• Be careful when you remove the jar from the pot – glass can get very hot! Use a glove or potholder if you’re uncertain.


Get your onomatopoeia fix with some multi-lingual farm animals

I’m a big fan of James Chapman’s work, and it’s not hard to see why – his illustrations are both adorable and educational! 🙂 He has a series called “Soundimals” in which he illustrates various noises in a variety of languages. Visit his website to learn the international sounds for popping, snoring, splashing, and more.

For those of us who work in agriculture in some fashion, I’ve highlighted some of the artist’s animal illustrations below. After all, you never know when you might need to speak to a rooster in Japanese. His depictions of the different dog breeds are just way too cute.

Click on each image to view a larger version.


Bringing technologies to scale in Nepal to increase farmer incomes: An interview with Bill Collis of KISAN

This post is cross-posted from Agrilinks.

A farmer’s cooperative in Nepal is reaping real financial benefits from producing high-value vegetables in the off-season. Cucumbers and bitter gourd are grown in low tunnels covered in plastic, which creates a greenhouse effect, reduces temperature fluctuations, and protects the crops from weather damage. This relatively simple practice can produce significant boosts in income, due to the timing of the harvest. The farmer’s cooperative received training on this practice through Feed the Future’s Knowledge-based Integrated Sustainable Agriculture and Nutrition (KISAN) project, a five-year activity that runs from 2013-18 and is led by Winrock International. While the training is one of the successful highlights from KISAN, on a broader scale the activity aims to put established knowledge into action in order to improve agro-inputs, extension, market access, and farmer livelihoods in twenty districts in Nepal. In addition to KISAN, USAID-Nepal also has awards with the Cereal Systems Initiative for South Asia (CSISA) and the Feed the Future Innovation Lab for Integrated Pest Management, which both conduct research at local test sites to provide technologies and best practices that KISAN can bring to scale.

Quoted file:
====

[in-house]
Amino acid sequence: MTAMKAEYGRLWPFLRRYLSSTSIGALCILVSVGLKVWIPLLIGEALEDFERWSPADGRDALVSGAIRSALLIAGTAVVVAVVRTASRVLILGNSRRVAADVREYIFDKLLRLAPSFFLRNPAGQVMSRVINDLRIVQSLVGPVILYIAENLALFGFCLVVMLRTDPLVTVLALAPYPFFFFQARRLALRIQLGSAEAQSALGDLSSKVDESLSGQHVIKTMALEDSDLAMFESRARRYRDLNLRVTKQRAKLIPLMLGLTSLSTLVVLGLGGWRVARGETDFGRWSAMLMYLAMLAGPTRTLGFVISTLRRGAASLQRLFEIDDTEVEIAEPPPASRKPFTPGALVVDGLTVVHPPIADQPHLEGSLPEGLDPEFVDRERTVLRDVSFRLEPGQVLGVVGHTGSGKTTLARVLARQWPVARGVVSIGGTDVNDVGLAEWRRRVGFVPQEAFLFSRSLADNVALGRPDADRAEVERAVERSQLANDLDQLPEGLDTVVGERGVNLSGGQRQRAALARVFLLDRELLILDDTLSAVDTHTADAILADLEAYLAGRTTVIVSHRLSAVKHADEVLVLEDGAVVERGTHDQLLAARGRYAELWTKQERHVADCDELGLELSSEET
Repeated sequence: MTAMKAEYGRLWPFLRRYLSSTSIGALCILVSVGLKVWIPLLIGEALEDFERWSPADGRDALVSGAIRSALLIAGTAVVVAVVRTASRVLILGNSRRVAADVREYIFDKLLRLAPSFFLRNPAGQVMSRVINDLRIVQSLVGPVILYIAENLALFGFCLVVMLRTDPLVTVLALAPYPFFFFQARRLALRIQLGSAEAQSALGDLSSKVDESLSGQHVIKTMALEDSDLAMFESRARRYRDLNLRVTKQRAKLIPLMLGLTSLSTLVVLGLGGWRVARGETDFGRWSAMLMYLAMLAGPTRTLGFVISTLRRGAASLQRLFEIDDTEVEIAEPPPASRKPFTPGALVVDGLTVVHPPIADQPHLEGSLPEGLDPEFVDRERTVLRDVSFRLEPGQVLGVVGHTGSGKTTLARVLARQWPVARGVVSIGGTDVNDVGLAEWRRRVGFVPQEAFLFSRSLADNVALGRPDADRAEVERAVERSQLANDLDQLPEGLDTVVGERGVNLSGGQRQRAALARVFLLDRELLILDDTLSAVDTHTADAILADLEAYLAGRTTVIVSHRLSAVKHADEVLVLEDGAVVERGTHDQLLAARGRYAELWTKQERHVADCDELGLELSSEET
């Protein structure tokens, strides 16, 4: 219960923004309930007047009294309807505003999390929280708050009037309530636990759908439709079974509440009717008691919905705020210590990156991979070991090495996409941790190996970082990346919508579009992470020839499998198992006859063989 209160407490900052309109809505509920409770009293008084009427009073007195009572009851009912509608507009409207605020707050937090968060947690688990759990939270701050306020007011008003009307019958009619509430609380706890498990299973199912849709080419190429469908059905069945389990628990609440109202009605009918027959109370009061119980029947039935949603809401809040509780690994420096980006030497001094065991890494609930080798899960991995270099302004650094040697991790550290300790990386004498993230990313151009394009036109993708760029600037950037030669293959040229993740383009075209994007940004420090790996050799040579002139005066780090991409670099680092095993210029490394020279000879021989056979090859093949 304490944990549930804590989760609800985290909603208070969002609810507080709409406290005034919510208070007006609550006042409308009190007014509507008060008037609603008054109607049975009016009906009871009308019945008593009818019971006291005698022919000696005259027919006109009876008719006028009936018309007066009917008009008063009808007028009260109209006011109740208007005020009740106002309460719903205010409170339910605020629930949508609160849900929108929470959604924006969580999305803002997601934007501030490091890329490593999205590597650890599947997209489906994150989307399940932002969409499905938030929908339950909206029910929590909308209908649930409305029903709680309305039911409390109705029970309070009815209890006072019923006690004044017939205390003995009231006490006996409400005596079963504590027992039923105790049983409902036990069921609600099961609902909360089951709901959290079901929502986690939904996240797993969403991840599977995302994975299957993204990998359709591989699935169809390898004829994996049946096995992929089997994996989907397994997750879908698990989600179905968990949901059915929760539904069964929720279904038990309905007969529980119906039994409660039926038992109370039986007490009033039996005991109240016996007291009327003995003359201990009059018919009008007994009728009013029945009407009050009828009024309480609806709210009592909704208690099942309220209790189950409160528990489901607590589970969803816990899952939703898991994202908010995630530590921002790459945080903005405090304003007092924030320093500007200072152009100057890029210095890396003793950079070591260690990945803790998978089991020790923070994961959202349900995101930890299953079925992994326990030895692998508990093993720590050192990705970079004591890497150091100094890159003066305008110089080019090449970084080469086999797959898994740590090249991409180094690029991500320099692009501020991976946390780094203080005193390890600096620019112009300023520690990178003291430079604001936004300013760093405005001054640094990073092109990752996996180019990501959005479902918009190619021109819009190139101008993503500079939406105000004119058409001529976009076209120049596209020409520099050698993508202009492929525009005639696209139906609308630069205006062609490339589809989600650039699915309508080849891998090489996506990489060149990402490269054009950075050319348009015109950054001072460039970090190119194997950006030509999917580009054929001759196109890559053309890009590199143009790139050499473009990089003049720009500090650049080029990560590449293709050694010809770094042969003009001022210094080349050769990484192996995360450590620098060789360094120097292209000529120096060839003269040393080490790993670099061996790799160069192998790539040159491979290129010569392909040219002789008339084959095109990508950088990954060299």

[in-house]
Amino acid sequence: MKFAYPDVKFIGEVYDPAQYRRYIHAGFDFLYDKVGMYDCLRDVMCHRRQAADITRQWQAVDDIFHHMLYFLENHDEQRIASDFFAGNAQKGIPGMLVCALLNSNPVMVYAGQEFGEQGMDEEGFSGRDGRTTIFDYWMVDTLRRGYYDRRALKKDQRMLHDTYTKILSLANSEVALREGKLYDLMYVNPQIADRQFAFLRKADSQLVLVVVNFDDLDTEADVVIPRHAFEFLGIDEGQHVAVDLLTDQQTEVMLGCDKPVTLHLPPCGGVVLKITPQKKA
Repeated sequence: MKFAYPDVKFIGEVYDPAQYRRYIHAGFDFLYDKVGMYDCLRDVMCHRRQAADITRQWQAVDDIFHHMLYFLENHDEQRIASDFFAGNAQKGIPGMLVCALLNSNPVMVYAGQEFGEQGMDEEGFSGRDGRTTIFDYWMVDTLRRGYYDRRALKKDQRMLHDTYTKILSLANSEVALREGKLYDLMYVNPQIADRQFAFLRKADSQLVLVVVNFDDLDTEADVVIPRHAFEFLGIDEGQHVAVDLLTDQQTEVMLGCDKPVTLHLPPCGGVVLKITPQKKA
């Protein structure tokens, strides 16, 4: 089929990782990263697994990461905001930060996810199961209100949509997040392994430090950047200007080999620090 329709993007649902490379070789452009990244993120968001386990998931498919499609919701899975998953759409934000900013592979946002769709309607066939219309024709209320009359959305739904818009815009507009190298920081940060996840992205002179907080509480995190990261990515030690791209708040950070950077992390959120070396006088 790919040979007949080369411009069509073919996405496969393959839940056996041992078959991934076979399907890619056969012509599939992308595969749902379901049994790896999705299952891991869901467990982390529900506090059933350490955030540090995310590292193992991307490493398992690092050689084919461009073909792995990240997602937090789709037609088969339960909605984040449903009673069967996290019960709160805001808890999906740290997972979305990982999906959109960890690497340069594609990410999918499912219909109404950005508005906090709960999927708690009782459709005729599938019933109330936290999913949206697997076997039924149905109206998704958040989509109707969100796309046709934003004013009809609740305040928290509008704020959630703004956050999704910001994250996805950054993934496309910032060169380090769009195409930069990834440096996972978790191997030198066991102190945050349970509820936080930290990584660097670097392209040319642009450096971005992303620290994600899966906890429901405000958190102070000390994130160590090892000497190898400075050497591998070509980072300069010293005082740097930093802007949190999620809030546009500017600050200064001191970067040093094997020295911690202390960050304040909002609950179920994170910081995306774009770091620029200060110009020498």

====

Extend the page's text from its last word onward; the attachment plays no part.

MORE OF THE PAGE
In March 2014, a group of USAID staff and partners (myself included) embarked on a two-day field trip to the Banke and Surkhet districts in western Nepal, where we visited field sites for the aforementioned USAID-funded activities. This trip was an addendum to the annual Feed the Future Innovation Lab Council Partners Workshop, which took place in Kathmandu. [Check out these blog post recaps of Day 1 and Day 2 of the field trip.]

I borrowed KISAN Chief of Party, Bill Collis, at one of the project’s vegetable sites for a brief interview about KISAN’s work on tunnel vegetable production. We also touched up the project’s model of collaboration with the Government of Nepal and with other Feed the Future implementing partners for spreading knowledge to farmers. Check out the video below!

Jeopardy Category: Food Labeling

A couple of weeks ago, Jeopardy had a first-round category on “Food Labeling.” I always get excited for categories that fall within my areas of expertise. The answers are listed below, and the questions (Jeopardy is reversed, remember?) are listed at the end of this post. Get your trivia on!






Bonus: On March 25, the Final Jeopardy category was “Agriculture.” Here’s the answer:








CORRECT RESPONSES (how did you do?):

$200 – What is Organic?

$400 – What is sodium?

$600 – What is the Vitamin B complex?

$800 – What is Free Range?

$1000 – What is a Rabbi? (My Jewish friend was quick to point out that Jeopardy got this one wrong. The answer should be mashgiach. Goes to show you that Jeopardy clues don’t always capture the finer details of their subjects, and it’s acceptable to guess the “obvious” response.)

Final Jeopardy – What are almonds?